the Mathematical Model
734 Predicting Synthetic Gene Networks
of the species in a given time interval, as the result of a production
and a degradation. We assumed:
Hill functions to model the rate of gene transcription, includ-
ing basal activity to describe the leakiness of the CMV-TET
promoter (A1)
Linear degradation for all genes and proteins (A2)
Linear dynamics for the translation (A3)
Michaelis–Menten-like modeling of the effect of the inducer
(Doxycycline) (A4)
Distinct dynamics for the unfolded (inactive) and folded
(active) forms of the reporter protein (d2EYFP) (A5)
Fig. 5. Identifi cation and validation results of time-series, phenomenological model. Circles
represent average expression data for each of the IRMA genes at different time points.
Dashed lines represent standard errors. Solid lines represent in silico data. ( a ) Identifi cation
results of the phenomenological model on the average 5 h “switch-on” time-series.
( b ) Validation of the refi ned model on the average 3 h “switch-off” dataset.
74 D. di Bernardo et al.
The last assumption was introduced to take into account time
delay for the maturation of d2EYFP protein. Thus, we derived two
differential equations as in (
11 ) : one for the translation of mRNA
to the unfolded d2EYFP protein, and one for the folded protein
d2EYFP. Letting x
1
be the tTA/d2EYFP mRNA concentration, x
2
the tTA protein concentration, x
3
the unfolded d2EYFP protein
concentration, and x
4
the folded d2EYFP protein concentration,
the equations describing the network become:
1
1
1
2
1
11 1 11,
12
2
21 22
3
21 3 3
4
334
(1 )
,
(),
.
h
h
h
f
f
x
dx
D
vdx
dt
Kx
D
dx
vx dx
dt
dx
vx d K x
dt
dx
Kx dx
dt
æö
q
æö
ç÷
ç÷
èø
q+
ç÷
=a+-a -
ç÷
q
æö
+
ç÷
ç÷
èø
èø
q+
=-
=-+
=-
Note that, due to the presence of the IRES, the concentrations
of tTA protein and d2EYPF protein depend on the same variable
( x
1
), that is the amount of tTA mRNA.
As in the case of the yeast synthetic, network, to identify model’s
parameters and validate the model predictive ability, we performed
two sets of “switch off” time-series experiments as described in
Subheading
3.3 . HEK293 cells expressing the positive feedback
loop, were imaged using time-lapse microscopy and fl uorescence
of d2EYFP was quantifi ed. At the beginning of the experiment
(fi rst time point) cells were treated with Doxycycline to “switch
off” the network, since Doxycycline prevents the ttA transactivator
to bind the CMV-TET responsive promoter. In the fi rst set of
experiments the dynamics were followed for 37 h at 37°C, while in
the second set the temperature was reduced to 32°C to limit cell
motility and thus facilitate image analysis.
We rst simulated the model using, when available, the parameters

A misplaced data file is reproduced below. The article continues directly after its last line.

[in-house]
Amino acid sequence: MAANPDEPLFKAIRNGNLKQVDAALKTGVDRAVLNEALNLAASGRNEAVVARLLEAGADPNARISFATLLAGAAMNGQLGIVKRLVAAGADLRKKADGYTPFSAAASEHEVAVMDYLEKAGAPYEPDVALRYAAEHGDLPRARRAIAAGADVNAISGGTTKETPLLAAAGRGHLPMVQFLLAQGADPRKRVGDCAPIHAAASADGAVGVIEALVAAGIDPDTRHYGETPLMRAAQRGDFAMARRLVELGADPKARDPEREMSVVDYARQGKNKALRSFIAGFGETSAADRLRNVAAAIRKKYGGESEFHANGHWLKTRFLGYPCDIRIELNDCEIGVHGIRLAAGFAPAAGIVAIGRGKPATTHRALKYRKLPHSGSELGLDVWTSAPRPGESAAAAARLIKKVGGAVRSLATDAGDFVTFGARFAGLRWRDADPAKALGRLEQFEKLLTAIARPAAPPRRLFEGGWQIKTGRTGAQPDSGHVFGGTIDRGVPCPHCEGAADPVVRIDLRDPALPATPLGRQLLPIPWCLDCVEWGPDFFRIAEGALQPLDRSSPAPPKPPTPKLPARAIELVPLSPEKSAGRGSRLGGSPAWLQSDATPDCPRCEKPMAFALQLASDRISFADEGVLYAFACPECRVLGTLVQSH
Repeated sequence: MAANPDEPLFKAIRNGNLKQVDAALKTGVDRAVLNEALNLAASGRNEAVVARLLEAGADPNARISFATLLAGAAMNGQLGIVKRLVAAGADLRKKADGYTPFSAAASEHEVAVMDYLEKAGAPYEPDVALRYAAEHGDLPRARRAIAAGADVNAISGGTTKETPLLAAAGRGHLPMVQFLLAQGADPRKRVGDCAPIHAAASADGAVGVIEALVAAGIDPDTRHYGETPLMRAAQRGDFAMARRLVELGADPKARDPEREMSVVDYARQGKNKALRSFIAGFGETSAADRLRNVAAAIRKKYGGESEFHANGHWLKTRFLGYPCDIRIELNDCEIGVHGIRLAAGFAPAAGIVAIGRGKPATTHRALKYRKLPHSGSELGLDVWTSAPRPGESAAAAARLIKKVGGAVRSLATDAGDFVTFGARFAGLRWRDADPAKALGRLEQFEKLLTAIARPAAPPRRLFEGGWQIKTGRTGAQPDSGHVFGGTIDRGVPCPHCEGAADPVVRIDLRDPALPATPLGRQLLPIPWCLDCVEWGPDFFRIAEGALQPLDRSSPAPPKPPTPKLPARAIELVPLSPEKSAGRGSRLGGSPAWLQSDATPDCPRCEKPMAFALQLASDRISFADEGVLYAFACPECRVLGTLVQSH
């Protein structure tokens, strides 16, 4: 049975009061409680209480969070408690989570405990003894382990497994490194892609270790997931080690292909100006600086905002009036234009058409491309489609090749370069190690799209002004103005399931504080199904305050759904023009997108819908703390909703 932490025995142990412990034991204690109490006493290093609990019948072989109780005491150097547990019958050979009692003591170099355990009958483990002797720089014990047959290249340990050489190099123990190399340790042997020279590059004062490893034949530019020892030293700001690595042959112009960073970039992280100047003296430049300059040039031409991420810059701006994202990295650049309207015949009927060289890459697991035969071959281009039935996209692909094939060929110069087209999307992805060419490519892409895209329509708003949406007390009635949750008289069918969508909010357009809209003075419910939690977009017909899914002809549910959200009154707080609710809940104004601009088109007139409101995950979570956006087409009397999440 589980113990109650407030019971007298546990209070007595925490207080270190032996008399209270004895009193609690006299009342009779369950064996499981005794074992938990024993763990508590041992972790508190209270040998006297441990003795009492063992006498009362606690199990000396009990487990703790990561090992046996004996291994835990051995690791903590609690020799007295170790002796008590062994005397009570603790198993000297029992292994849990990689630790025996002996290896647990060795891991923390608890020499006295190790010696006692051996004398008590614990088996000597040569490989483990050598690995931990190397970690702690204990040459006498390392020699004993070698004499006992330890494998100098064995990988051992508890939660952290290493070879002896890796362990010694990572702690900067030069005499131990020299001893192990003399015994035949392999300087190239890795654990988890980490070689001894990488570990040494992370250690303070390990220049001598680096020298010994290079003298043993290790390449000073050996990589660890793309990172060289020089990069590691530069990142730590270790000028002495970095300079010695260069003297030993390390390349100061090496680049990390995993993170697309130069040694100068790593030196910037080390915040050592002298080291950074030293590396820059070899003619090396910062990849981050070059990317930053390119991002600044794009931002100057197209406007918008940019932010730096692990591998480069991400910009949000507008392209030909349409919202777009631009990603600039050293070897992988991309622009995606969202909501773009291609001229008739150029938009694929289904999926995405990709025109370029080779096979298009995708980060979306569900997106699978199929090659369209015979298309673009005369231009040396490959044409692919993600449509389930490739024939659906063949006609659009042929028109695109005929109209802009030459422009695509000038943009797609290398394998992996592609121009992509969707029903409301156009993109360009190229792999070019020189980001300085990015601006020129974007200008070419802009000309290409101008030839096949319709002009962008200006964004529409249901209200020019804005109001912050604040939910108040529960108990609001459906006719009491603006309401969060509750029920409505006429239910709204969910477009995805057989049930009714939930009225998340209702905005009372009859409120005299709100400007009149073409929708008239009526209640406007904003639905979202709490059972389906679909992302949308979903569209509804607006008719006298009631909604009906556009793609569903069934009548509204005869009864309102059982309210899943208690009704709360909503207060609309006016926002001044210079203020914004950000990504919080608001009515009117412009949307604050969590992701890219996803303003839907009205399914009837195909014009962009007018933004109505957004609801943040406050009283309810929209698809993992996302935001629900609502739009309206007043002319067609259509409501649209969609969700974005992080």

values previously estimated in the literature ( see ref.
11 ) , and
reported in Table
2 . However, using such parameters, we were not
able to correctly reproduce the experimental “switch-off” dynamic
behavior of the postive feedback loop. In particular, using the
reference parameters the in-silico simulation shows faster dynamics
than the in vivo data. Thus, we used the experimental “switch off”
time series to identfy the model parameters using a Genetic
Algorithm optimization method, letting the parameters vary in a
neighborhood of the literature value. In this case, hand refi nement
3.6.2. Experimental
Dataset
3.6.3. Derivation
of Mathematical Models
for Synthetic Network
754 Predicting Synthetic Gene Networks
( see Note 6 ) was not necessary, since the number of parameters to
estimate was lower than in the yeast network case, and the search
interval was smaller. Of note, during the parameter fi tting proce-
dure, we tried to minimize the changes to parameters previously
estimated in the literature.
The simulations of the model with the identifi ed parameters
(Table
2 ) are shown in Fig. 6 . The model is now able to recapitulate
the positive feedback loop dynamics in response to different inducer
concentrations and experimental settings ( see Subheading
3.3 ). We
estimated a different the degradation rate of the reporter protein
(d2EYFP) in the two experimental conditions. As mentioned above,
in the fi rst set of experiments (Dataset 1) the cells were kept at
37°C, while, in the second round of experiments (Dataset 2), we
used a lower temperature (32°C) to limit cell motility. Figure
6 (A)
and (C) show the response of the system using the same amount of
inducer (1 m g/mL), with cells at 37°C and 32°C, respectively. The
dynamics of the “switch off” are faster if the temperature is higher,
Table 2
Parameters of the mathematical model of the positive feedback loop
in mammalian cells
Parameter Description Reference value Estimated value
K
1
(nM) Michaelis-Menten
CMV-TET promoter
3 3
a
1
(nM min
−1
) Basal activity CMV-TET promoter 0.085 0.085
v
1
(nM min
−1
) Maximal
Transcription rate
CMV-TET promoter
0.055 0.35
v
2
(min
−1
) General translation rate 0.02 0.02
d
1
(min
−1
) Degradation rate
tTA mRNA
0.017 0.017
d
2
(min
−1
) Degradation rate
tTA protein
0.023 0.023
d
3
(min
−1
) Degradation rate
d2EYFP protein
0.0020 (Dataset 1)
0.0014 (Dataset 2)
h
1
Hill coeffi cient of the
CMV-TET promoter
2 2
q (nM) Affi nity Doxycycline
-CMV-TET promoter
interaction
90
K
f
(min
−1
) Folding rate d2EYFP 0.015 0.015
76 D. di Bernardo et al.
Fig. 6. Dynamical behavior of the positive feedback loop in mammalian cells. In this fi gure model predictions of the dynamics
characterizing the circuit for varying concentrations of Doxycycline (1 m g/mL for ( a ) and ( c ), 100 ng/mL for ( b ) and 10 m g/mL
for ( d )) have been reported. The sample time is equal to 15 min. The cells were treated with the antibiotic at t = 0 (min).
Model predictions are reported in with thick line while experimental results are represented in blue . In ( a ), the cells were
kept at 37°C and observed up to 37 h. In ( bd ) the cells were kept at 32°C and observed up to 61 h. In ( e ) we report the
comparison of the dynamics of the circuit obtained by varying the strength of the positive feedback loop. C line = model